Residential Fence Regulations and Codes for Oak Park, IL
The Village of Oak Park, with a population of about 52,000, is located adjacent to the west side of Chicago. Residents enjoy fast access to jobs and other activities in the city via extensive public transit options, making this suburb a popular commuter community. It’s rich in historic homes and has a diverse population, along with a higher than average median household income level. The city includes a wide range of housing, from apartments and condos to neighborhoods full of single-family residences. Distinctive homes, including some designed by famed architect Frank Lloyd Wright, are located in three distinct historic districts.
General Ordinances for Residential Fences
Residents of Oak Park who are planning a fence construction project need to be aware of this city’s strict ordinances. Finding the exact information needed for a specific home or neighborhood may require a visit to the Building and Property Standards office during the planning stages. Historic districts and developments with homeowners’ associations may have even stricter rules on fence and materials. Local building contractors who build fences have the information needed, as well, and are of great help to homeowners in following all the city’s regulations. The information below will provide a general guide to fence codes, but every project should be reviewed before installation begins.
- Building Permit Required? – A building permit is required for any new or replacement fence. Permit fees are based on project value.
- Permit Documentation Needed – You’ll need a copy of the property’s plat of survey with the location of the fence clearly identified. Materials, height, gate locations and swing direction, along with what percentage of the fence is open must be included. Any contractor named on the permit application must be licensed and registered with the city. While DIY fences are allowed, the complexity of the ordinances make it complicated for owners who want to build their own project. All permit applications are reviewed for compliance. No work is allowed without a valid permit.
- Fence Materials Allowed – Wood, vinyl, metal ornamental and chain link designs are allowed in residential areas.
- Maximum Height Limits – Maximum height for most fences is 6′, but other height restrictions exist, depending on the location.
- Property Line Issues – No fixed setback rules exist, but fences must be within the property lines and cannot encroach on adjoining property.
- Inspections Needed – A final inspection after installation is required.
- Building Authority Contact – 708-358-5430
- Building Department Website
Specific Rules and Restrictions
- Front Yard Fences – These must be of at least 50% open design and no higher than 5′.
- Side Yard Fences – Maximum height is 6′ and the fence may not extend beyond the front of the building. Structures beyond the front of the building are considered to be front yard fences.
- Back Yard Fences – Along the sides of the rear yard, the maximum height is 6′. At the rear of the property, maximum height is 8′.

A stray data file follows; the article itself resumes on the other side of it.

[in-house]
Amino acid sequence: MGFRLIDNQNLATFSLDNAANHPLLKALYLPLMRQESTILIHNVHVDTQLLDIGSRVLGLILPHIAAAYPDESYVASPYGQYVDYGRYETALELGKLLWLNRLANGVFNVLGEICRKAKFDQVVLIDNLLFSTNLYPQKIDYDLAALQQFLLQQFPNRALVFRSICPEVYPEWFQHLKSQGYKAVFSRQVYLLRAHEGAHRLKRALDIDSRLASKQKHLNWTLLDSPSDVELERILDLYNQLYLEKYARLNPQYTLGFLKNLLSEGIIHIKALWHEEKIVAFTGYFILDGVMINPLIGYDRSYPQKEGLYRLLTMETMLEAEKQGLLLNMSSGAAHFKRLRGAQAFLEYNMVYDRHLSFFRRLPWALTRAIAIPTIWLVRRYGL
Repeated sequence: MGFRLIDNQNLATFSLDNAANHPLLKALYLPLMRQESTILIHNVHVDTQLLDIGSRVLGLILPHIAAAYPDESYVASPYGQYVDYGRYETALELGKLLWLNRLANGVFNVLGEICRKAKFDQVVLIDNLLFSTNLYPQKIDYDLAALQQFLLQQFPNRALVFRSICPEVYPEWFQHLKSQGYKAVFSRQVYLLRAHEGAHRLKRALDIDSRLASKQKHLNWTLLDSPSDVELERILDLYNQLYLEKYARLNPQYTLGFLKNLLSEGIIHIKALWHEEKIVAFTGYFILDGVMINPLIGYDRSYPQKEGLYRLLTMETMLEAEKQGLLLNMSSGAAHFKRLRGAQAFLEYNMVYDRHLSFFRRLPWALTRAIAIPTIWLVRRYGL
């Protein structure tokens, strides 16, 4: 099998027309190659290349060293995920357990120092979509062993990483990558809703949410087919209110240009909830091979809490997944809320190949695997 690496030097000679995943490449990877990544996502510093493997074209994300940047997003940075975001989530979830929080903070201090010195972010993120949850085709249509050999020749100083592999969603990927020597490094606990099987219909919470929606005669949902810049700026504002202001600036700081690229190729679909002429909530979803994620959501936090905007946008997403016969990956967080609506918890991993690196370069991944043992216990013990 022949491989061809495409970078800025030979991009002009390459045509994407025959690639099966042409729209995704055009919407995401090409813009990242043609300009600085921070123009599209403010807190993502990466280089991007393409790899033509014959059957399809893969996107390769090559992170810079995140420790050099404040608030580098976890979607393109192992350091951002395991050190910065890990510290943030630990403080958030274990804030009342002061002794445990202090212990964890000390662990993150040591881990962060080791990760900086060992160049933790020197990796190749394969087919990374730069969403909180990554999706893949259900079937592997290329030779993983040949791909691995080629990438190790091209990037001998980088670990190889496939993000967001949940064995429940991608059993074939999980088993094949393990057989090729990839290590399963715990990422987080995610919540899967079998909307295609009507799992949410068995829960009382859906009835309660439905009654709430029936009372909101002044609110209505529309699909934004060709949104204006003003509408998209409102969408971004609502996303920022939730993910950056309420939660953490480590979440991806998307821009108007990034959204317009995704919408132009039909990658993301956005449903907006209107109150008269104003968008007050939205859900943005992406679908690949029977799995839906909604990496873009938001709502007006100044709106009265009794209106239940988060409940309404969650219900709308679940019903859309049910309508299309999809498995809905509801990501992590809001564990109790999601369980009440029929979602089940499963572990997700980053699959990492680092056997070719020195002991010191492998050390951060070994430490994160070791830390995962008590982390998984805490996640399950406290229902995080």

- Corner Lot Restrictions – All fences less than 35′ from intersecting streets may be no more than 5′ high and must meet strict open fencing standards to allow clear visibility for drivers on adjacent streets. They must be at least 50% open and strict standards for picket widths and spacing are specified.
- Gates – Gates may not swing over public property.
- Other Codes
- Fences at townhome developments have special restrictions, which should be checked with building officials.
- Barbed wire fencing is prohibited.
- Fences with upward pointed protrusions are prohibited.
- Electrically charged fences are prohibited.
- Variances and Exceptions – The Village Board of Trustees may allow variations from height limits and other restrictions in some cases. Such exceptions may require signed consent from adjoining property owners.
- Historic District Fences – Fence design and other construction details require specific approvals from the agency that oversees the district.
- Homeowner’s Association Issues – As in most cities, subdivisions and developments that are governed by an HOA or another association contract may have stricter rules that supersede city regulations.
Commercial Fence Codes
Fences in front of properties must be 50% open in construction and are limited to 5′ in height. Open wire chain link fences may be up to 8′ high. Black or brown vinyl-coated chain link materials are preferred in the city. Back yard fences may be up to 8′ high. In special circumstances, or for safety reasons, the Village Board of Trustees may allow higher fences.
Residential Fence Installation in the Village of Oak Park, IL
Although the ordinances regarding fences in this Chicago suburb may seem complex, that shouldn’t stop homeowners from planning attractive fence installations for their homes. If you’re thinking about building your own fence, visit the Village Building and Property Standards office to discuss your project. They’ll help you understand the codes and ordinances. Or, get a consultation and estimate from a building contractor licensed in the city and discuss your ideas. Professional contractors understand the local regulations and can show you a range of styles and materials for your fence. Get an estimate for your project and compare the total cost with other contractors. In most cases, having your project built by a professional builder will be your best choice.